Is it reasonable to take std::istream&& as a argument?

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Category:Languages

I have encountered code which does this:

SomeObject parse (std::istream && input) {.... 

The input argument is an rvalue reference, which normally means the function is intended to take ownership of the argument. That's not quite what is happening here.

The parse function will completely consume the input stream, and it demands an rvalue reference because then calling code will give away ownership of the istream and hence this is a signal that the input stream will be unusable.

I think this is okay because, since the parse function doesn't actually move the object around, there is no danger of slicing out the subtype. This is basically behaving as a normal reference from parse's point of view, only there is a kind of compilable comment to the calling function that you have to give up ownership of the stream.

Is this code actually safe? Or is there some overlooked subtlety which makes this dangerous?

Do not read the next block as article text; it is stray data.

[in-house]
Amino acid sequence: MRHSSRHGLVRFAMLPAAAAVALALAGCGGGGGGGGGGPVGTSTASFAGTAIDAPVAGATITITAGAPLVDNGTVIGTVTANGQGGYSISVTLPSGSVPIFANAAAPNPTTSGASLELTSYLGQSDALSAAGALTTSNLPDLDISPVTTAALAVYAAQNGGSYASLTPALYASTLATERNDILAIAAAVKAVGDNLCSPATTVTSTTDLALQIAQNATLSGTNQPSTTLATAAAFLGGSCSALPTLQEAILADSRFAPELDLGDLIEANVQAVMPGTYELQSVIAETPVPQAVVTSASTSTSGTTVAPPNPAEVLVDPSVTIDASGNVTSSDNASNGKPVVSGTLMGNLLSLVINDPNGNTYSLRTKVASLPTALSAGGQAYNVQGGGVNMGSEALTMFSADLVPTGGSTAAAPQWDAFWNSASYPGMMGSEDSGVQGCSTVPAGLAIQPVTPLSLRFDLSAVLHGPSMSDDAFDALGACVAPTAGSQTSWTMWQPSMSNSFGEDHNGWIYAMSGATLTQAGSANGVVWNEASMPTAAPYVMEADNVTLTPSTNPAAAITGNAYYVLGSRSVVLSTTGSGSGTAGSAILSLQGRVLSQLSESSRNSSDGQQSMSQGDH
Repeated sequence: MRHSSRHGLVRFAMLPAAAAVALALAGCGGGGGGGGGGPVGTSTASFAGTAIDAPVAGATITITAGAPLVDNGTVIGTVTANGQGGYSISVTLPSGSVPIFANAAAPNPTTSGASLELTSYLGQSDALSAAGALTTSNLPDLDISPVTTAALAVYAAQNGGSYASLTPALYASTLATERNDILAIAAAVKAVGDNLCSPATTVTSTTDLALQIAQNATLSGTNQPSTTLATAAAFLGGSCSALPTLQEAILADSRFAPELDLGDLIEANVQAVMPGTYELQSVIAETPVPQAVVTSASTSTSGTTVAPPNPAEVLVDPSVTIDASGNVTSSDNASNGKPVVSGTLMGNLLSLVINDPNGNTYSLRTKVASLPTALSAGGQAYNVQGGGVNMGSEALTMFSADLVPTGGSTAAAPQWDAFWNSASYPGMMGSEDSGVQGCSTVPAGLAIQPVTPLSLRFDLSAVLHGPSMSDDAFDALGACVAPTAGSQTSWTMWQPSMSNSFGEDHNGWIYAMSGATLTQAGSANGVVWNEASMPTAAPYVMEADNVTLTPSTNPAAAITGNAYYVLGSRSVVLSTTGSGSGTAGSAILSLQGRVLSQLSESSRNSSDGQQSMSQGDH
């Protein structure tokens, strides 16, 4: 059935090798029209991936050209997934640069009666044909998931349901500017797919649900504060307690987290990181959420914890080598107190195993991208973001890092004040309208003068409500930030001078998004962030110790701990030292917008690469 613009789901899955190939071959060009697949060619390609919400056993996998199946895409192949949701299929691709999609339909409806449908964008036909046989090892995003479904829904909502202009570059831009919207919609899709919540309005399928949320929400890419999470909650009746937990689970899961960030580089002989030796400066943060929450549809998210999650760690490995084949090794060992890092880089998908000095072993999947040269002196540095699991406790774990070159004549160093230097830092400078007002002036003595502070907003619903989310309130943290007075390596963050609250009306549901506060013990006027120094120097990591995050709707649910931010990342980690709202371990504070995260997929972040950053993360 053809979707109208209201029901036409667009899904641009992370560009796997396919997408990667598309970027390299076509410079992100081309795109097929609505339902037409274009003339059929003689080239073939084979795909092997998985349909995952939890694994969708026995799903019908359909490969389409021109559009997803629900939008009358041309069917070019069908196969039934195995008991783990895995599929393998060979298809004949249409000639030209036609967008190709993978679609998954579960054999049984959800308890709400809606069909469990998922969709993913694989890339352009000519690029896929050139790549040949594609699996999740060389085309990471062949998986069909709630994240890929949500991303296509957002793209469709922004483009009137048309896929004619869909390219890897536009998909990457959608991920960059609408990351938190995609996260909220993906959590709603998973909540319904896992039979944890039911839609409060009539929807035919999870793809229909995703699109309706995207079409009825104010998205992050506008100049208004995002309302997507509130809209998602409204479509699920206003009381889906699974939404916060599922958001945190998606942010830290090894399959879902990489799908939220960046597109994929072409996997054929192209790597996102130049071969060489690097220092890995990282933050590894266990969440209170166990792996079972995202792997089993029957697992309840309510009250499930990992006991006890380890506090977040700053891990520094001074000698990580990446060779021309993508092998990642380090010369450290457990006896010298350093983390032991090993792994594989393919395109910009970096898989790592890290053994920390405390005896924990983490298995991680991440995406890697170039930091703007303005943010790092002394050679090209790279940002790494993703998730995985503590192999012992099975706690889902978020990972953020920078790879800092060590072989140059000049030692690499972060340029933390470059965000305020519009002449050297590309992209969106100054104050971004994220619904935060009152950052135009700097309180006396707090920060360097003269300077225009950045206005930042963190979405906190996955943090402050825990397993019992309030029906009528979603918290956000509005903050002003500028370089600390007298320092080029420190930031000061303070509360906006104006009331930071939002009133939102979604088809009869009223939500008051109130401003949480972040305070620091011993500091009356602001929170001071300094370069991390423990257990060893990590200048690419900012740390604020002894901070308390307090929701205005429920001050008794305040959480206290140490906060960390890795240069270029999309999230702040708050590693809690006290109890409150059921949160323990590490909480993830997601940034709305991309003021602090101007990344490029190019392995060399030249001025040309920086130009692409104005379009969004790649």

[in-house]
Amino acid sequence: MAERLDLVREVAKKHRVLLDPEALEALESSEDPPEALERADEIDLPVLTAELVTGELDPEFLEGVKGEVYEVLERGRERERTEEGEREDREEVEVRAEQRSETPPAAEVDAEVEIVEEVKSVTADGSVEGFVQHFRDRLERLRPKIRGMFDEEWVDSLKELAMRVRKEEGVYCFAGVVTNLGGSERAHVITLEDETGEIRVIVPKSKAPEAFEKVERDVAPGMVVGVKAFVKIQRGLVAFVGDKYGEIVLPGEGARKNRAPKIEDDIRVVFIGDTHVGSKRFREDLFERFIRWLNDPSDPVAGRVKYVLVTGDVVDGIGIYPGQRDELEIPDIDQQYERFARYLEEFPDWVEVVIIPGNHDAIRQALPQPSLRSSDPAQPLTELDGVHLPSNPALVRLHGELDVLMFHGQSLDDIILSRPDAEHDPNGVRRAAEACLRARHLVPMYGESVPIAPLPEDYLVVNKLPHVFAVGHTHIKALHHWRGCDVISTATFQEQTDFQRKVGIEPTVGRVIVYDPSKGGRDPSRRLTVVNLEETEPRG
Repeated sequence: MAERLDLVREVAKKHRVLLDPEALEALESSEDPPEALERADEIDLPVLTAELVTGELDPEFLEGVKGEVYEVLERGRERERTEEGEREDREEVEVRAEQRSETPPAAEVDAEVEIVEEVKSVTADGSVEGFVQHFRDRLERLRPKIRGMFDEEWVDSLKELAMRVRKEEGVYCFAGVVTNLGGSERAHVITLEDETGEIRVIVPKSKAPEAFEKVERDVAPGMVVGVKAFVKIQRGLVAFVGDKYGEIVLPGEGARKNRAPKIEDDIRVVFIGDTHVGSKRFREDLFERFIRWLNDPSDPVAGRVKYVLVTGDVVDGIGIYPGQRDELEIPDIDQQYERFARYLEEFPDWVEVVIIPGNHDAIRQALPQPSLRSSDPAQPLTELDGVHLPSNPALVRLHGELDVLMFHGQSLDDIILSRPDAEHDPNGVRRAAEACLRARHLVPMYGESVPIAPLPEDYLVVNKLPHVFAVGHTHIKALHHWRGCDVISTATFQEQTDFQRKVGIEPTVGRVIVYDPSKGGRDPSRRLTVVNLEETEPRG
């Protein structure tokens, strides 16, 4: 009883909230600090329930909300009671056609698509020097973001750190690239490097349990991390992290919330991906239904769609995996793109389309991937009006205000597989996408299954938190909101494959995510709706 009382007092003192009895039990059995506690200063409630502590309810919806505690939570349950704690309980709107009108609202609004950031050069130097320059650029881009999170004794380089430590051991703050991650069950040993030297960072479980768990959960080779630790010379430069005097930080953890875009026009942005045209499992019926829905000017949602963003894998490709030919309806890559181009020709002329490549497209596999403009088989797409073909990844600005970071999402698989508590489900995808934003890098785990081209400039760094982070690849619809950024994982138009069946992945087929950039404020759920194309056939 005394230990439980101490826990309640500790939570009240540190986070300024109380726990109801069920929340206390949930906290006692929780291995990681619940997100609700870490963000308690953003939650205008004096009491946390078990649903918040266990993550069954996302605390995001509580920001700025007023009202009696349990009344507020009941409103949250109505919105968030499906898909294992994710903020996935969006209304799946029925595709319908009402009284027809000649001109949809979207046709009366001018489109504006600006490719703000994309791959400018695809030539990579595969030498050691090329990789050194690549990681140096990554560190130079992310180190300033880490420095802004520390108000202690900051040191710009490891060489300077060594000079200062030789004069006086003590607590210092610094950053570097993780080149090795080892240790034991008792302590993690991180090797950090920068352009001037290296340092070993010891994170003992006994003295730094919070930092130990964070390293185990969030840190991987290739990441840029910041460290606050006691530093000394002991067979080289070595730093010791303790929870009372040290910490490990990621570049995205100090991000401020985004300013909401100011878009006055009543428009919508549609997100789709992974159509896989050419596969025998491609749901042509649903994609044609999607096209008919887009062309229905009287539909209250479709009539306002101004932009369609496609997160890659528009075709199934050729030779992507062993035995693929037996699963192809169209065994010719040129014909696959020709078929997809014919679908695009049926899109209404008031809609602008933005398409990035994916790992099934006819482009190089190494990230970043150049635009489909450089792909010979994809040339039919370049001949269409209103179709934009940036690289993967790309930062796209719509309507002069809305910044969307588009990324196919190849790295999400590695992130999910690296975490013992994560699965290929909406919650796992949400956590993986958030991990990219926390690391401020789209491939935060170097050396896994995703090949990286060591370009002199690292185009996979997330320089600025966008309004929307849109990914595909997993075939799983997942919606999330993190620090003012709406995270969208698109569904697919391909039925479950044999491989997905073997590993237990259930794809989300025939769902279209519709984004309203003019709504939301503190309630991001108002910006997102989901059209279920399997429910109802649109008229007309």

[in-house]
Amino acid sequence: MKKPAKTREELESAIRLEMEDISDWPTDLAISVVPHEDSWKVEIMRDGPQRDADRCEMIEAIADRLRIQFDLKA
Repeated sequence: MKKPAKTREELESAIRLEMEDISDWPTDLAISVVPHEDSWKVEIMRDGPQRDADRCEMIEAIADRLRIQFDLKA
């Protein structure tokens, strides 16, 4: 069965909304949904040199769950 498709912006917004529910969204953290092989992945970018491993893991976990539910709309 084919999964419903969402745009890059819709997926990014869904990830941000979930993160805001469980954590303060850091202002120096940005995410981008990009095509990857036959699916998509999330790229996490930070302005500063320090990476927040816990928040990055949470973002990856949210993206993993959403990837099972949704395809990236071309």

std::move just produces an rvalue reference from an object and nothing more. The nature of an rvalue is such that you can assume nobody else will care about it's state after you're done with it. std::move then is used to allow developpers to make that promise about objects with other value categories. In other words calling std::move in a meaningful context is equivalent to saying "I promise I don't care about this object's state anymore".

Since you will be making the object essentially unusable and you want to make sure the caller won't use the object anymore using an rvalue reference enforces this expectation to some extent. It forces the caller to make that promise to your function. Failure to make the promise will result in a compiler error (assuming there isn't another valid overload). It does not matter if you actually move from the object or not, only that the original owner has agreed to forfeit it's ownership.

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